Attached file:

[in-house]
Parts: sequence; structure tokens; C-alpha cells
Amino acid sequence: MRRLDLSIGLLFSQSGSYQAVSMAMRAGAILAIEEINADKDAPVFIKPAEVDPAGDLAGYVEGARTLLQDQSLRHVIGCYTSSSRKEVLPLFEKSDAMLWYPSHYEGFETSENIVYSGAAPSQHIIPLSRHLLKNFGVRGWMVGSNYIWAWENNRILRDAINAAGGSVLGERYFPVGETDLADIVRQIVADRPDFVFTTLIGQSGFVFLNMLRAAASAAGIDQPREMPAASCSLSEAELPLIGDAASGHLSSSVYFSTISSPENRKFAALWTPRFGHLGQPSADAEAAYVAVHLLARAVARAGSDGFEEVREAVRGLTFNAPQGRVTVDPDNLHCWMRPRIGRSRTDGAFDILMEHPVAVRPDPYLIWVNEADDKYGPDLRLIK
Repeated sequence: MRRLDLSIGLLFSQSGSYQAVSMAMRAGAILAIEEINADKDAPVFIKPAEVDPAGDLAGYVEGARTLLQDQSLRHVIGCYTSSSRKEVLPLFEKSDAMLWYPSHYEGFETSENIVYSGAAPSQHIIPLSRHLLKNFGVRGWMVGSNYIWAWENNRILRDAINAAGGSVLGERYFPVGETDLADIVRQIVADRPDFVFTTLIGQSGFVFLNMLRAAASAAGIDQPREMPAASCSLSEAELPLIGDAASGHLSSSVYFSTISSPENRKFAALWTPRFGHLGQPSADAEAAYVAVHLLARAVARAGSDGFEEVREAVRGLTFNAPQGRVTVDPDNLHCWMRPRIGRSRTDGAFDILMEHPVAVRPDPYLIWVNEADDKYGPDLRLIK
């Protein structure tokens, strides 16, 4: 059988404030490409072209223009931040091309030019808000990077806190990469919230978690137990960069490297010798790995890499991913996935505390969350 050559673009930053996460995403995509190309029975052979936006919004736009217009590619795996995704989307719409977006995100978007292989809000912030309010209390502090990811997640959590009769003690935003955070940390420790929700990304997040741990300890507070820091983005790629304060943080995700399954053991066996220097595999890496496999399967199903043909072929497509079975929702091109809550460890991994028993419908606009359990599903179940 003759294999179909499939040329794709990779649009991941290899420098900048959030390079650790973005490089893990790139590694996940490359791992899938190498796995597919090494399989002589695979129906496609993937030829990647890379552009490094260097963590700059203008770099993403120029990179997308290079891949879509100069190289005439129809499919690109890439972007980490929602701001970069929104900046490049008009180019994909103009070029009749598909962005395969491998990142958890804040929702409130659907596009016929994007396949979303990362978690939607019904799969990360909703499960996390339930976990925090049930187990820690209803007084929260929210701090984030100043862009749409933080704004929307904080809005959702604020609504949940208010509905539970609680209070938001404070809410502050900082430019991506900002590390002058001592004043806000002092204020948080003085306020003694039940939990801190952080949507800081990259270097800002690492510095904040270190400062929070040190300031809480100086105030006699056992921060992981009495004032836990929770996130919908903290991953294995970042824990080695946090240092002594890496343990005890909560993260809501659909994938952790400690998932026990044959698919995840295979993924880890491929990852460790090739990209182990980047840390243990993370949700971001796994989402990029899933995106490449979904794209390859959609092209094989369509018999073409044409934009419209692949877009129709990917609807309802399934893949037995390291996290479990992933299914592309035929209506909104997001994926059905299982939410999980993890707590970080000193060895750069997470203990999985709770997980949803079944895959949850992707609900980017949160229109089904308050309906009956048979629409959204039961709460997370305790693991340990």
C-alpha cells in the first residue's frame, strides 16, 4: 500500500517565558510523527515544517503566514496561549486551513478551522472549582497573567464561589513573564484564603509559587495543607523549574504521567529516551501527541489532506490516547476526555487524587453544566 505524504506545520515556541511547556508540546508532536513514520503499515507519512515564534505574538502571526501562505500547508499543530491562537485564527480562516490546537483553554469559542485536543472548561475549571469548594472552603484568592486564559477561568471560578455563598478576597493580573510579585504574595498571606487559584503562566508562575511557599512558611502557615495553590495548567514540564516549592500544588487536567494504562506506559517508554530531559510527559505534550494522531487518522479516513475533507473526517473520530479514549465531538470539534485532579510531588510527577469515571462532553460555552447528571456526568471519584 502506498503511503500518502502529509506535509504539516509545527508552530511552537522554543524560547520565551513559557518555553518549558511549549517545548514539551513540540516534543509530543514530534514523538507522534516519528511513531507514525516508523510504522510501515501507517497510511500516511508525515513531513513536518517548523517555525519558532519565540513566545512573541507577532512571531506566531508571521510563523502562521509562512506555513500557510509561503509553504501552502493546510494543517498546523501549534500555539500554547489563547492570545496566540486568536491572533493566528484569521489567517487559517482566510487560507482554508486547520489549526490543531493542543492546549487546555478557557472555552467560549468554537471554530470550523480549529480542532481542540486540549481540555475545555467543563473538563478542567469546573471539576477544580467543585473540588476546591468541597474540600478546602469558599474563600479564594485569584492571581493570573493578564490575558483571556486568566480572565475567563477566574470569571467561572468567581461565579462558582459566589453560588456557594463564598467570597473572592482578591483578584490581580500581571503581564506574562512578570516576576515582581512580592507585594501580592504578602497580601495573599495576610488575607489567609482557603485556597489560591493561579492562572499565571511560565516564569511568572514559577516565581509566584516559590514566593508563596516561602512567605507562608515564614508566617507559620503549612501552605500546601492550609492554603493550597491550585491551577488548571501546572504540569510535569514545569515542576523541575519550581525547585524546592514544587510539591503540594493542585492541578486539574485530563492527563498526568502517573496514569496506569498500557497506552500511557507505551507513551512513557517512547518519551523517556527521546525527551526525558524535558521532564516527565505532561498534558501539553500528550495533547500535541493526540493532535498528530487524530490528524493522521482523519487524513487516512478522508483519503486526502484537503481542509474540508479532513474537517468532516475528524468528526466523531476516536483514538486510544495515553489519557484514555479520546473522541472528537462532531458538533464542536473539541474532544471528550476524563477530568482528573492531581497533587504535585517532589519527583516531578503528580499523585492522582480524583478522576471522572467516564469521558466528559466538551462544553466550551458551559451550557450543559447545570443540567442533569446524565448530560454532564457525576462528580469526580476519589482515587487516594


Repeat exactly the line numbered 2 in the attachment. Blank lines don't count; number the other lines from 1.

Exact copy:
Parts: sequence; structure tokens; C-alpha cells